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Economy

C Spire expands its high-speed internet to Jasper and Trussville

Micah Danney

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(STOCK PHOTO)

Mississippi-based telecommunications company C Spire announced Thursday that it has begun taking customer pre-orders in Alabama in the first two cities where it will provide high-speed broadband internet later this year.

The company has franchise agreements to expand its service to additional sections of those communities as well as to Helena and Tuscaloosa in 2021. It is soliciting interest from other communities and will continue to expand where there is enough demand, it said.

C Spire’s service is delivered over fiber optic lines that provide speeds of 1,000 megabits per second, or one gigabit. The average fastest internet speed in Alabama is 112 megabits per second.

Alabama is ranked 38 in the nation for internet coverage and speed, according to BroadbandNow, a group that studies and advocates for access to broadband internet. The state has 72 percent terrestrial broadband access. That compares to first-place New Jersey at 98.1 percent and last-place Alaska at 61 percent.

“Fiber’s symmetric speeds – for example 1 Gig upstream and 1 Gig downstream – are particularly important for interactive learning, remote work and telehealth applications beyond streaming video or surfing the web, which rely on fast download-only internet speeds,” said Ben Moncrief, C Spire’s managing director in Alabama.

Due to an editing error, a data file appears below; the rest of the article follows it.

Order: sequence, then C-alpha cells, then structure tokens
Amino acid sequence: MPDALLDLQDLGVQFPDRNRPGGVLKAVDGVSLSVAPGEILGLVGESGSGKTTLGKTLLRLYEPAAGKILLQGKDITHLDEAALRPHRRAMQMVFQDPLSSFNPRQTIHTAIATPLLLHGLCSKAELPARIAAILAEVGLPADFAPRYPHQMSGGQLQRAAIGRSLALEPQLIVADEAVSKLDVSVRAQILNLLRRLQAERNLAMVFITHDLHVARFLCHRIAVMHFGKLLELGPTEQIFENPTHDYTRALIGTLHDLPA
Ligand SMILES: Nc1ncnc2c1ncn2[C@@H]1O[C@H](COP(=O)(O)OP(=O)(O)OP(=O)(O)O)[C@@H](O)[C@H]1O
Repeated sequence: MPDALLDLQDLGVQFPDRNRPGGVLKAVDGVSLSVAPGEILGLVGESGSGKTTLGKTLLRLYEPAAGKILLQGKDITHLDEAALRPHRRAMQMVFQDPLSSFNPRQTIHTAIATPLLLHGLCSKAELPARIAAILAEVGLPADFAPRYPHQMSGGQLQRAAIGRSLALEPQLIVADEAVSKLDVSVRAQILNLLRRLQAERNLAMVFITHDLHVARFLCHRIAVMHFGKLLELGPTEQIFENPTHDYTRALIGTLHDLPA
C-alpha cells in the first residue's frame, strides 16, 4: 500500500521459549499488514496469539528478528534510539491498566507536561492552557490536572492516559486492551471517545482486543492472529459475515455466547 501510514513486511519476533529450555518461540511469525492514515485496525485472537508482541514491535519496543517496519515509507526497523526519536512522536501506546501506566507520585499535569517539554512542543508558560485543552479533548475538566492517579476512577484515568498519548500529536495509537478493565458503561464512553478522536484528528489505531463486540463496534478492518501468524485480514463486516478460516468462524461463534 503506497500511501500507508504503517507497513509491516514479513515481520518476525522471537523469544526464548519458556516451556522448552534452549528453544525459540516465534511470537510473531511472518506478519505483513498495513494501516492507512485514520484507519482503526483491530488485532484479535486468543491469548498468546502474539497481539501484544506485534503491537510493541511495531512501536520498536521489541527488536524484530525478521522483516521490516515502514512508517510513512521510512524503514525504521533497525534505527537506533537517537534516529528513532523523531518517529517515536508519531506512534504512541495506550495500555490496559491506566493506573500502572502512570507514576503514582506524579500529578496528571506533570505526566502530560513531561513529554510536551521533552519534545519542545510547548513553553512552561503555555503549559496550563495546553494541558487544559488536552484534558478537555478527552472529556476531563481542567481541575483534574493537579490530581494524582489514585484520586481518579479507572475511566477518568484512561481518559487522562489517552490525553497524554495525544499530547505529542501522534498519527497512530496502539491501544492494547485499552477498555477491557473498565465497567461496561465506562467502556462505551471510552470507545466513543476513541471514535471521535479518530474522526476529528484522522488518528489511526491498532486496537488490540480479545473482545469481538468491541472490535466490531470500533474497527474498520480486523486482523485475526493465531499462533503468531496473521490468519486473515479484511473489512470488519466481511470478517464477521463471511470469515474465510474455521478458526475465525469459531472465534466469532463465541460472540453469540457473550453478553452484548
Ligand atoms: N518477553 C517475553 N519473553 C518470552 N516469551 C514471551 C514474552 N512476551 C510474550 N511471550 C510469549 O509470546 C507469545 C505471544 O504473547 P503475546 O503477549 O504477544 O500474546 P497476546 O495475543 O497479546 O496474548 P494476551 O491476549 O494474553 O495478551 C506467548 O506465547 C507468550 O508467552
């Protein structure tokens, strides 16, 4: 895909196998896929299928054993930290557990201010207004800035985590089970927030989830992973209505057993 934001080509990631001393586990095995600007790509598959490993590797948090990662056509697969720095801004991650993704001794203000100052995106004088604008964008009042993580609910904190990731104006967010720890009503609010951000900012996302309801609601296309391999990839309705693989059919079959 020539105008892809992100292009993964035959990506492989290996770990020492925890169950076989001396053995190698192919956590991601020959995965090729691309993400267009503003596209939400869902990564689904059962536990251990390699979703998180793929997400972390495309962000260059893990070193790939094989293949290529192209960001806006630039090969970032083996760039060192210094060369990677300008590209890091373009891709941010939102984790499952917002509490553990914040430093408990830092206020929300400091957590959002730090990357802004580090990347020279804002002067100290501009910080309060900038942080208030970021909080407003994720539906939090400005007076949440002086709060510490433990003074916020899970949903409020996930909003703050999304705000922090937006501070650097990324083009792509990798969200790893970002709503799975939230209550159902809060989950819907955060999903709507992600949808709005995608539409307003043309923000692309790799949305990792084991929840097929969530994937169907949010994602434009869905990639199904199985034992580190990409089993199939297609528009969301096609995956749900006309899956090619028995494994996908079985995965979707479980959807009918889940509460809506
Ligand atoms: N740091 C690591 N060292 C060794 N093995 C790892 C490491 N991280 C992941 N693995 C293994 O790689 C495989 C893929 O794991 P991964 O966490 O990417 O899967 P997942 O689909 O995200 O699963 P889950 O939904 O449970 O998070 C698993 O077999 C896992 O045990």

Gigabit internet can accommodate dozens of devices in a home or business while using only a fraction of broadband capacity, which means no hiccups no matter how many devices are in use, said C Spire spokesperson Dave Miller.

He has more than 60 devices connected to his home’s gigabit network, he said, and can add more without concern about losing speed or streaming quality. It also adds to a home’s value, he said.

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The company doesn’t require contracts or have caps on data usage, Miller said.

The service will soon be available to residents and businesses in northern Jasper and in neighborhoods scattered around Trussville. 

Jasper Mayor David O’Mary said that Huntsville Mayor Tommy Battle attributed his city’s growth to access to high-speed internet, and O’Mary wants the same for his community.

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“C Spire Fiber will help us continue to transform our community into a 21st Century digital powerhouse,” he said.

In Trussville, Mayor Buddy Choat said he pursued the service with a sense of urgency.

The Birmingham suburb just completed a development plan for the next 20 years and infrastructure is a key component. Including high-speed broadband in that promises to improve quality of life and allow for the kinds of amenities that make a community attractive to new businesses and industries, he said.

“Jobs follow this type of investment, and that’s what our community needs,” Choat said.